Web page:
Government

Judge orders post office to examine uncounted ballots in close Iowa House 55 race

"I voted" buttons lay in a bowl on the voting machine in Coralville, Iowa. (Jim Slosiarek/the Gazette)

DECORAH — Absentee ballots that lacked postmarks in the close Iowa House District 55 race will be reviewed by postal officials.

On Monday, District Court Judge Scott Beattie ordered the Winneshiek County Auditor to coordinate with the U.S. Postal Service to evaluate bar code information on 33 uncounted absentee ballots that arrived in the mail on or after Election Day.

The order came as the Iowa Secretary of State certified the results of the District 55 race, which pitted Democrat Kayla Koether against incumbent Republican Michael Bergan. Only nine votes separated the two, with Bergan ahead.

Koether can now contest the results to the Iowa House of Representatives.

She filed a legal challenge to the Nov. 6 election results centering on the 33 absentee ballots that weren’t postmarked.

Court records indicate the envelopes may have been too thick to run through the postmark machine.

The envelopes do contain a bar code on a lower edge, and Koether’s attorneys argue the mark could be deciphered by postal officials to determine when they were placed in the mail. They went on to opine that the codes could be reset after 30 to 45 days, making it imperative to have the post office read the data before it is lost.

Attorneys for the Iowa Secretary of State counter that the markings relate to discount mailing.

Beattie issued an injunction asking the Postal Service’s evaluation to be completed by Wednesday and provided to the court and the parties by Friday.

“It is clear to the court that the bar codes on the ballot envelopes contain some type of meaningful information that can be read by the Postal Service. ... At this juncture, the court only needs to determine it is possible that they are the bar codes referred to in the statute, and that information concerning when the ballots were placed in the mail could be lost if not evaluated by the Postal Service within the next several days,” Beattie wrote in his order.

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The ballots in question are to be marked with exhibit stickers and remain sealed, according to the order. A later hearing will determine whether the ballots will be counted.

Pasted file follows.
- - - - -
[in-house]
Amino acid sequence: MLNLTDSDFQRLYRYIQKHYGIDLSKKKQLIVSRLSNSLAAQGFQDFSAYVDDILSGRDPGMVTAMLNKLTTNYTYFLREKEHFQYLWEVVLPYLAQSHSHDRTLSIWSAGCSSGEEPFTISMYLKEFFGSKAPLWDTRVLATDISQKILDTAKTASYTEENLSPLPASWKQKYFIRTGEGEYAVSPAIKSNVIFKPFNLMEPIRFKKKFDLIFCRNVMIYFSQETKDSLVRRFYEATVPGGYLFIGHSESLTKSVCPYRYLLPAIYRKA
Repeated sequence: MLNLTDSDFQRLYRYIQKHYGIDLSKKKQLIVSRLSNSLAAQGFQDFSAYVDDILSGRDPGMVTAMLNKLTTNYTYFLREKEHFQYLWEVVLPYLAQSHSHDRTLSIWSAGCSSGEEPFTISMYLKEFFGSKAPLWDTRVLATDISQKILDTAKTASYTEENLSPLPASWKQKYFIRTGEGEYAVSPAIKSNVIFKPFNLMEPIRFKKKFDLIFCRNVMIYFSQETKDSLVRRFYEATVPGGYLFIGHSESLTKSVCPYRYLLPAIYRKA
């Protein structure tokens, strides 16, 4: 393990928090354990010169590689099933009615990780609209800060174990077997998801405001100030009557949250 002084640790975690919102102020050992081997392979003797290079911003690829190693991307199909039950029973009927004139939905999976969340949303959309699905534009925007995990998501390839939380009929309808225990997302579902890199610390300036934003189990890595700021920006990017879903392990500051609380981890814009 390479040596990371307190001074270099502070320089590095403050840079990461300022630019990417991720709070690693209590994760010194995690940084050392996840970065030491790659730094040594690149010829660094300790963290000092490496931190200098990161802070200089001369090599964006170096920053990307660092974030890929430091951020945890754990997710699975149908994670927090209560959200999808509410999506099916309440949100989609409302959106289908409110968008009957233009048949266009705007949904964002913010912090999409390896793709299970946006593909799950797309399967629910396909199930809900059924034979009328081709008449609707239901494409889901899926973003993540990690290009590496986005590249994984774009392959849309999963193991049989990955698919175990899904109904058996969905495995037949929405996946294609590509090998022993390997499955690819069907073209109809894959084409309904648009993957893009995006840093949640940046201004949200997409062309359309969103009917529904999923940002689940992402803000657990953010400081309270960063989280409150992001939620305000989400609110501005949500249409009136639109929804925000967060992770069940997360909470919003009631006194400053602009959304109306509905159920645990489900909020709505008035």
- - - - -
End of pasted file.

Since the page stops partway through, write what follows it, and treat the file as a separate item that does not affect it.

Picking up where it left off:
“This ruling is good news for the 33 Iowans who cast their ballots in good faith and deserve to have their votes counted. ... This is just the next step in making certain that every legal vote gets counted,” Koether said.

Judge Beattie also denied Koether’s motion to issue an injunction to delay certification of the House District 55 election. The judge ruled that she could delay the certification by filing a notice of contest.

Iowa Secretary of State Paul Pate said the election results have been certified on Monday.

“Iowa Code is clear on this matter. Absentee ballots that arrive after Election Day and do not contain postmarks, nor a county-specific Intelligent Mail Barcode (IMB), are not eligible to be counted … IMB tracing is a system in which the county auditor prints a unique IM bar code on each return absentee envelope, which allows tracking through the U.S. Postal Service. Iowa law authorizes IMB tracing as an option for counties, but it is not a requirement. The system is in use in six Iowa counties. Winneshiek County is not one of those,” Pate said.

According to the Iowa Attorney General’s Office, election results can be contested to the Iowa House of Representatives in the next 20 days.

According to the Secretary of State’s office, nine legislative races were decided by 500 votes or less, with the House 55 race being the closest. House District 82 was decided by 37 votes.

Total statewide voter turnout was 1,334,279, which set a state record for a midterm election.

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